• Used car prices according to Manheim auto auctions – one of the biggest in the business – have remained stable since mid-2010. If there is a worrisome sign, it is that they recently dropped 1.4%. That bears watching, especially with 3 year old off-lease vehicles from the 2013 sales year coming back to dealers.
  • Full sized pickup truck sales are still rising, up 8% year over year.
  • Dealer inventories of new cars and trucks is currently 68 days, down from 73 days last year at this time and 80 days in February. Anything over 60 is considered “High”, but a good spring selling season should clear inventory.

Supplemental Nutrition Assistance Program (also called Food Stamps) Participation data tells a story about how deep the economic “Recovery” has run through the strata of American society.

  • Prior to the Financial Crisis (2006 Fiscal Year data), there were 26.5 million Americans in the SNAP program.
  • That number rose to a peak of 47.6 million in 2013 and has only declined to 45.8 million as of the end of the last government Fiscal Year in September.
  • The most recent data available has total participation at 45.1 million and 22.3 million households. This amounts to 14% of all Americans and 20% of all American households.

We track a range of goods and services to assess where Americans are investing and spending:

  • Background checks by the FBI for firearm purchases hit a new record at 23.1 million last year. At an average transaction price of $600 (an educated guess based on many visits to gun stores over the years) that is $14 billion in firearms sales.  Moreover, data from January and February 2016 shows background check volumes running +40% over last year.  Now, not every check results in a sale, but we assume most do and some no doubt actually represent multiple purchases.  Also worth noting: Google Trend data (the number of searches for a specific term) for ‘Buy a Gun’ are at multiyear lows.  To me, that means that repeat buyers are responsible for the recent growth since they have no need to search for a Federal Firearms Dealer.
  • Precious metal coin purchases from the U.S. Mint show consumers are more interested in gold over silver bullion purchases. On a rolling 6 month basis, the Mint is selling $87 million of gold coins/month now versus $62 million/month a year ago.  As for silver bullion coins, the current average selling rate is $63 million/month versus $69 million last year at this time.  Worth noting: both figures far exceed the amount of incremental capital invested in U.S. equity mutual funds, which is negative $23 billion YTD according to the Investment Company Institute.  As with the firearms data, Google searches for ‘Gold coins” is at multiyear lows and likely indicates bullion buyers are repeat purchasers.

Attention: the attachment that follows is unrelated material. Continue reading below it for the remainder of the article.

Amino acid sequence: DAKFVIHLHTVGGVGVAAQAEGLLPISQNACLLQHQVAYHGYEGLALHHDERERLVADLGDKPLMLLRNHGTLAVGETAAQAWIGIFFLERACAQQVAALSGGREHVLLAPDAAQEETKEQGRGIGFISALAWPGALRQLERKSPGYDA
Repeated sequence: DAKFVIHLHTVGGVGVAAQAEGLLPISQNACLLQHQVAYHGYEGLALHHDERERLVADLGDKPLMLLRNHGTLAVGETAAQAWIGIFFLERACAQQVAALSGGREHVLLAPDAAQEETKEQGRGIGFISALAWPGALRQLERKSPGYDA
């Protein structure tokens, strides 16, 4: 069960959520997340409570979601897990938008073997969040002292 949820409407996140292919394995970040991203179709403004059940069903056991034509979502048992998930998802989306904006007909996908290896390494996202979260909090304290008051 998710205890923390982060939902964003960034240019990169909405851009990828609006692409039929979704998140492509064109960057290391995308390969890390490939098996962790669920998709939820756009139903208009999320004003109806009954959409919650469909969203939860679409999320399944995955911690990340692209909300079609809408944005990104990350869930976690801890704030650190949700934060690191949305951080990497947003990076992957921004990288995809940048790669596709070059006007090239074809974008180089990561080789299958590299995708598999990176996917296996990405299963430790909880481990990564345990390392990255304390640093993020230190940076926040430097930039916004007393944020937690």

• Gallup Daily Tracking surveys for dollars spent out of pocket show an average daily outlay of $84, up from last year’s $82 at this time but down from the $87/day level of two years ago.
  • Miles driven continue to climb, according to the U.S. Department of Transportation. For January 2016, the growth here was 2.0% over last year and on a rolling 6 month average basis the comps are still running closer to 3% - numbers we haven’t seen since the middle of the last decade. Cheap gas is, of course, the primary explanation but also forces the question: where is everyone going and why aren’t they spending more when they get there?

 

 

To measure common items searched on Google for either purchase or sale, we look at what the search engine “Autocompletes” when you type “I want to buy” and “I want to sell”.  Autocomplete is a proprietary Google algorithm that attempts to predict the rest of your query based on what others have completed to the same starting words.

Yes, hilarity ensues sometimes with Autocomplete (see here: http://www.telegraph.co.uk/technology/google/6161567/The-20-funniest-suggestions-from-Google-Suggest.html), but we’ve tracked what Google has recommended to finish “Buy” and “Sell” searches since 2011. Here’s the latest:

  • A house” has been the #1 autocomplete for “I want to buy” since Q1 2015, and remains on top this quarter.
  • Moving up to #2 for “Buy” is “a timeshare”. We’ll take it as a positive for both the primary and secondary residence real estate markets that these feature at the top.
  • Rounding out the top 4 are “a car” and “stock”.
  • For “I want to sell”, the top three answers are “Car”, “House” and “Kidney”. And yes, the last one is still illegal in the U.S.